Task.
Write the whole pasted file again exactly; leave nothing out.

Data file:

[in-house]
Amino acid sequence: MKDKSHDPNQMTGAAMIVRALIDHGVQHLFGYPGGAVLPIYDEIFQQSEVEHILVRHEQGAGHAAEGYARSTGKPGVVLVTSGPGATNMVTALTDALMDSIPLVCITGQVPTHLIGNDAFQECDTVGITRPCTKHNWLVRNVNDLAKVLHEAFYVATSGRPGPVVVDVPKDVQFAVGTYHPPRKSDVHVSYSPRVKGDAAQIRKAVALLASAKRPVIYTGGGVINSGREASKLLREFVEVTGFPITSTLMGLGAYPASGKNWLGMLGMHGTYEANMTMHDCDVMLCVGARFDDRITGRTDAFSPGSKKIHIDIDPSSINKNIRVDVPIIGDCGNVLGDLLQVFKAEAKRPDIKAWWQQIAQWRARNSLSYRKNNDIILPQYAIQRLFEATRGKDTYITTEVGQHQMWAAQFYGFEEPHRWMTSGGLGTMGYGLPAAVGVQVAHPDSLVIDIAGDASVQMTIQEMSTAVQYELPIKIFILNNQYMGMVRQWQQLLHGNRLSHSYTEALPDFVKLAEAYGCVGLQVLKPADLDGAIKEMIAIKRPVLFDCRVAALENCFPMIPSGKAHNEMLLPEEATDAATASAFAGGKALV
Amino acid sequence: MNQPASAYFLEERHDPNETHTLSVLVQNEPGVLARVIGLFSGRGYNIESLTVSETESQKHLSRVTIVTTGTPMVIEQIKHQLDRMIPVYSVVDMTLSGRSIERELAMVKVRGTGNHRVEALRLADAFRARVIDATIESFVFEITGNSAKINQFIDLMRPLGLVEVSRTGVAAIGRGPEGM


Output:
[in-house]
Amino acid sequence: MKDKSHDPNQMTGAAMIVRALIDHGVQHLFGYPGGAVLPIYDEIFQQSEVEHILVRHEQGAGHAAEGYARSTGKPGVVLVTSGPGATNMVTALTDALMDSIPLVCITGQVPTHLIGNDAFQECDTVGITRPCTKHNWLVRNVNDLAKVLHEAFYVATSGRPGPVVVDVPKDVQFAVGTYHPPRKSDVHVSYSPRVKGDAAQIRKAVALLASAKRPVIYTGGGVINSGREASKLLREFVEVTGFPITSTLMGLGAYPASGKNWLGMLGMHGTYEANMTMHDCDVMLCVGARFDDRITGRTDAFSPGSKKIHIDIDPSSINKNIRVDVPIIGDCGNVLGDLLQVFKAEAKRPDIKAWWQQIAQWRARNSLSYRKNNDIILPQYAIQRLFEATRGKDTYITTEVGQHQMWAAQFYGFEEPHRWMTSGGLGTMGYGLPAAVGVQVAHPDSLVIDIAGDASVQMTIQEMSTAVQYELPIKIFILNNQYMGMVRQWQQLLHGNRLSHSYTEALPDFVKLAEAYGCVGLQVLKPADLDGAIKEMIAIKRPVLFDCRVAALENCFPMIPSGKAHNEMLLPEEATDAATASAFAGGKALV
Amino acid sequence: MNQPASAYFLEERHDPNETHTLSVLVQNEPGVLARVIGLFSGRGYNIESLTVSETESQKHLSRVTIVTTGTPMVIEQIKHQLDRMIPVYSVVDMTLSGRSIERELAMVKVRGTGNHRVEALRLADAFRARVIDATIESFVFEITGNSAKINQFIDLMRPLGLVEVSRTGVAAIGRGPEGM